A1959 Airstream trailer may not stand out in the quirky environs of Arlington County. But if you're interested in alternative art and publishing, don't overlook the Airstream emblazoned "Projet Mobilivre" that will be parked at various Arlington sites over the next couple of days.
Projet Mobilivre -- "Bookmobile Project" in English -- is run by volunteers in Montreal and Philadelphia. The Airstream -- its interior gutted and rebuilt by a team of New York designers to showcase a rotating collection of about 300 artist-designed books, zines and other independent publications -- has been touring annually since 2000. Mobilivre also plans to make a District stop on Sunday at the Brian MacKenzie Info Shop.
"We're giving voice to individuals by taking the material to the public," says Courtney Dailey, a Mobilivre volunteer in Philadelphia, noting that the project visits about 50 cities every year. Mobilivre's Arlington visit is sponsored by the county-run Ellipse Arts Center to mark the launch of its Project Mobile Ellipse initiative. Though it won't involve an Airstream, the program is designed to include a variety of short-term exhibitions, performances and film screenings throughout Arlington. (Other Ellipse projects include a recent center exhibition featuring a functional miniature golf course designed by artists, and an upcoming "junkyard show" of art made from, well, junk.)
According to Cynthia Connolly, Ellipse's curator and manager, the center is starting the mobile program in the interests of immediacy and to increase opportunities for artists who are constricted by advance scheduling at formal venues. Ellipse is highlighting the Mobilivre visit with an event tomorrow evening in Clarendon Park, where the county recently installed Austin Thomas's "Dreamer: An Eyrie Perch" -- a gazebo-like structure that was featured in this year's Corcoran Biennial. Ellipse is also teaming up with a neighborhood association to incorporate a "headphone dance party," which enables folks to boogie en masse while using their own personal music players so they won't create a noise disturbance.
"It's sort of plopping something down, and the public has to interact with it," Connolly says of Project Mobile Ellipse. "Lo and behold, they're interacting with art."
Trawick Prize Winners
Jiha Moon of Annandale has won the $10,000 best-in-show award in the Trawick Prize art competition. Winners were announced last night at a private reception at Bethesda's Creative Partners Gallery, which is hosting an exhibition of work by 10 finalists.
Dean Kessman of Washington came in second and received $2,000. The third-place winner, Denise Tassin of Baltimore, received $1,000. Baltimore's Michele Kong, 30, won the $1,000 young-artist award.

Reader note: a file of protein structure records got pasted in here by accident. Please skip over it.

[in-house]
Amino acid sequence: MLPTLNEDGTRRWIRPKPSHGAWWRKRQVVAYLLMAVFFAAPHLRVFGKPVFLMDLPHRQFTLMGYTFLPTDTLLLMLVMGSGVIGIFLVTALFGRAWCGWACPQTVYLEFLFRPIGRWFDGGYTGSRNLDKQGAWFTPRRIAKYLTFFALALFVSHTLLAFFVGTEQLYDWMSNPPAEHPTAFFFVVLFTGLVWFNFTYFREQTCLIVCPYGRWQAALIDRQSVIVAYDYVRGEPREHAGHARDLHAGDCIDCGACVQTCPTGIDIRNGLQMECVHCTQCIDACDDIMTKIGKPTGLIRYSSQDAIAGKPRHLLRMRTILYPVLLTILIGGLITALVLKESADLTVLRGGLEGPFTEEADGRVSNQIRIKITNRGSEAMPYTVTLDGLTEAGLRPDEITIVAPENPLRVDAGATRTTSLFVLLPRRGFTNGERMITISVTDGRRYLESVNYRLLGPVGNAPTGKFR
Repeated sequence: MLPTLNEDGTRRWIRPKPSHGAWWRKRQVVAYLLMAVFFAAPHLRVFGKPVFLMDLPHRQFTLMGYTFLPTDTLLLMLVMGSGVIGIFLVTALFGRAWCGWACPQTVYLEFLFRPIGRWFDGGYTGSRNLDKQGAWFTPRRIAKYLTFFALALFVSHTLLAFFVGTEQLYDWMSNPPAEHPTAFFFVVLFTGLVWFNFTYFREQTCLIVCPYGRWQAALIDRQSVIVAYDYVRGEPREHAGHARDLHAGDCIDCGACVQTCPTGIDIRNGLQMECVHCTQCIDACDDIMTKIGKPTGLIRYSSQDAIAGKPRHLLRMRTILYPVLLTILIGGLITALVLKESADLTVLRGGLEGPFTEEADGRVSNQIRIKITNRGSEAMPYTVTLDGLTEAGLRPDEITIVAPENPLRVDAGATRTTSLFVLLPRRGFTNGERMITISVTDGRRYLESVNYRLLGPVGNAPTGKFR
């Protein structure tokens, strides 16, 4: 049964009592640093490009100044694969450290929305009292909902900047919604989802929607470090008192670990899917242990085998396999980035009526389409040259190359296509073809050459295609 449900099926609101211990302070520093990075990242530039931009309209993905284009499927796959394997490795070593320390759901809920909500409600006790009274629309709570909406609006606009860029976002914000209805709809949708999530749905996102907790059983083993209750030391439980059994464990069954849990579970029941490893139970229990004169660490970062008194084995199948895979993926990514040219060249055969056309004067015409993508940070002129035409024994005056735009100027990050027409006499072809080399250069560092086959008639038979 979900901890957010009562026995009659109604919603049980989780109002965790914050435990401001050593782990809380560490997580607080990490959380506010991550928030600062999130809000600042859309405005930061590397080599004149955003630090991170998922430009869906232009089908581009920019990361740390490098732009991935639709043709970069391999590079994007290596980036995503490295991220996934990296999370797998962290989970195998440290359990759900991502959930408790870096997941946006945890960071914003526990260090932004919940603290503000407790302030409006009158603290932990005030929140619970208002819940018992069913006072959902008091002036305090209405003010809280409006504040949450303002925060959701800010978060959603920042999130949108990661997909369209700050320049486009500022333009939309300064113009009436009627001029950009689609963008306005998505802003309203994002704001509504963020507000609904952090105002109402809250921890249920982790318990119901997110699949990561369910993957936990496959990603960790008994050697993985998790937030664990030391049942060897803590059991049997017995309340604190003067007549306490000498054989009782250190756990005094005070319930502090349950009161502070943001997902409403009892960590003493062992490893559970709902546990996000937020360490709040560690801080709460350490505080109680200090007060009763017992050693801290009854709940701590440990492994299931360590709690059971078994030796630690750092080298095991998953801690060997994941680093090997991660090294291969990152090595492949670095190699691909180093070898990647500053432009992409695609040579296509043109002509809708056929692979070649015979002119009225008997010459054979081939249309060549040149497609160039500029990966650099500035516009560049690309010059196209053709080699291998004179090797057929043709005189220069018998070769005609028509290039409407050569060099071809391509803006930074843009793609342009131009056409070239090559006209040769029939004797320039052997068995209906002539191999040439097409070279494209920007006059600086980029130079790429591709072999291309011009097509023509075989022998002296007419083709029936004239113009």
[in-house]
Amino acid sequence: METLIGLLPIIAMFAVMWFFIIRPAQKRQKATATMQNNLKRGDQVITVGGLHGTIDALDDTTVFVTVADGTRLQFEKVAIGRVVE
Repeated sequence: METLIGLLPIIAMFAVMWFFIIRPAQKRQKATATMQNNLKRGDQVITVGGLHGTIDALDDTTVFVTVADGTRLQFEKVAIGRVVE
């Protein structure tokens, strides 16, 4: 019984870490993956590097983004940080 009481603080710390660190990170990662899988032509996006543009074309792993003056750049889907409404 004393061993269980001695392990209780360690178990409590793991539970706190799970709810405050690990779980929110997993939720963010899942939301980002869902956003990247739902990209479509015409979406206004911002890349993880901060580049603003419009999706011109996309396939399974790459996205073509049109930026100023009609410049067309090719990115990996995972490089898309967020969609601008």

The annual competition, now in its third year, is open to Washington, Maryland and Virginia artists. Nearly 400 artists submitted work, which was juried by Thom Collins, executive director of the Contemporary Museum in Baltimore; Andrea Pollan, director of the Curator's Office; and Olga Viso, director of the Hirshhorn Museum and Sculpture Garden.
The Trawick Prize and its sister competition, the Bethesda Painting Awards, are sponsored by Bethesda businesswoman Carol Trawick and administered by the Bethesda Urban Partnership. The finalists' exhibition opens to the public tomorrow.
D.C. Shorts Film Festival
The D.C. Film Salon, a resource group for filmmakers launched last year, is gearing up for its second D.C. Shorts Film Festival, opening next Friday. Jurors reviewed 330 national submissions before deciding on a slate of 65 films, including the work of 16 locals, notes salon founder Jon Gann. The films -- including animation, horror, musicals, documentaries and comedies -- will be shown in groups of eight to 13 over three days at Landmark's E Street Cinema and the Canadian Embassy.
"I actually prefer short films," Gann says. "If you can tell a great story in eight minutes, you've done a great job. There are a lot of 90-minute films out there that are really eight-minute stories."
Projet Mobilivre at Thomas Jefferson Community Center, 3501 S. Second St., Arlington, tomorrow 2-5 p.m.; Clarendon Park, 3100 Clarendon Blvd., Arlington, tomorrow 6-10 p.m.; Arlington Farmers Market, North 14th Street and North Courthouse Road, Saturday 8 a.m.-noon; Gateway Park, 1300 Lee Hwy., Arlington, Saturday 1-5 p.m.; and Brian MacKenzie Info Shop, 1426 Ninth St. NW, Sunday, schedule to be announced at www.mobilivre.org. Free. Call 703-228-7710 or visit www.arlingtonarts.org.
Trawick Prize Exhibition at Creative Partners Gallery, 4600 East-West Hwy., Bethesda, to Sept. 30. Opening reception tomorrow 6-9 p.m. Regular hours Tuesday-Saturday noon-6 p.m. Free. Call 301-215-6660 or visit www.bethesda.org.
DC Shorts Film Festival at Landmark's E Street Cinema, 11th and E streets NW, Sept. 16-18. $12 per screening, $75 festival pass. Free screening at the Canadian Embassy, 501 Pennsylvania Ave. NW, Sept. 17 at noon in conjunction with the Arts on Foot Festival. For more information, call 800-838-3006 or visit www.dcshorts.com.